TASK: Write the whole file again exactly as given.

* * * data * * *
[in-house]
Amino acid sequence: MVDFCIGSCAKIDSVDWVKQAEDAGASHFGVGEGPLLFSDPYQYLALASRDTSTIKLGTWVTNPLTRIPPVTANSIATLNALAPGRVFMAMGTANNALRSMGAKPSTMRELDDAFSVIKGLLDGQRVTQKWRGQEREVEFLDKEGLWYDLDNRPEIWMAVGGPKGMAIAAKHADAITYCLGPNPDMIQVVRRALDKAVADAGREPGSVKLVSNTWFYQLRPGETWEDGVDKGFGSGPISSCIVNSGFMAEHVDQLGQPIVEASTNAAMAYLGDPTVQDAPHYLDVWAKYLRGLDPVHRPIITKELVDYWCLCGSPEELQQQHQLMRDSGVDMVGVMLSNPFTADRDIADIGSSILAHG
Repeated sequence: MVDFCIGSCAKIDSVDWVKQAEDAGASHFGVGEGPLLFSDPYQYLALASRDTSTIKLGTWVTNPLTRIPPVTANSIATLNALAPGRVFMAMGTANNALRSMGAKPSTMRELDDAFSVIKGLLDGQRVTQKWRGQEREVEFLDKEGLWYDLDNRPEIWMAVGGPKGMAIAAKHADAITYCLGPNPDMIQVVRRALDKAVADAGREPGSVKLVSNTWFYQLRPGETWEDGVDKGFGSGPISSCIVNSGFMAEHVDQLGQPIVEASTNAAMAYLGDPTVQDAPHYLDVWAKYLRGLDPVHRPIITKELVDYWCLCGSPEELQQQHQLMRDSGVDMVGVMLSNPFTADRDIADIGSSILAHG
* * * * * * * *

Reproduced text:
[in-house]
Amino acid sequence: MVDFCIGSCAKIDSVDWVKQAEDAGASHFGVGEGPLLFSDPYQYLALASRDTSTIKLGTWVTNPLTRIPPVTANSIATLNALAPGRVFMAMGTANNALRSMGAKPSTMRELDDAFSVIKGLLDGQRVTQKWRGQEREVEFLDKEGLWYDLDNRPEIWMAVGGPKGMAIAAKHADAITYCLGPNPDMIQVVRRALDKAVADAGREPGSVKLVSNTWFYQLRPGETWEDGVDKGFGSGPISSCIVNSGFMAEHVDQLGQPIVEASTNAAMAYLGDPTVQDAPHYLDVWAKYLRGLDPVHRPIITKELVDYWCLCGSPEELQQQHQLMRDSGVDMVGVMLSNPFTADRDIADIGSSILAHG
Repeated sequence: MVDFCIGSCAKIDSVDWVKQAEDAGASHFGVGEGPLLFSDPYQYLALASRDTSTIKLGTWVTNPLTRIPPVTANSIATLNALAPGRVFMAMGTANNALRSMGAKPSTMRELDDAFSVIKGLLDGQRVTQKWRGQEREVEFLDKEGLWYDLDNRPEIWMAVGGPKGMAIAAKHADAITYCLGPNPDMIQVVRRALDKAVADAGREPGSVKLVSNTWFYQLRPGETWEDGVDKGFGSGPISSCIVNSGFMAEHVDQLGQPIVEASTNAAMAYLGDPTVQDAPHYLDVWAKYLRGLDPVHRPIITKELVDYWCLCGSPEELQQQHQLMRDSGVDMVGVMLSNPFTADRDIADIGSSILAHG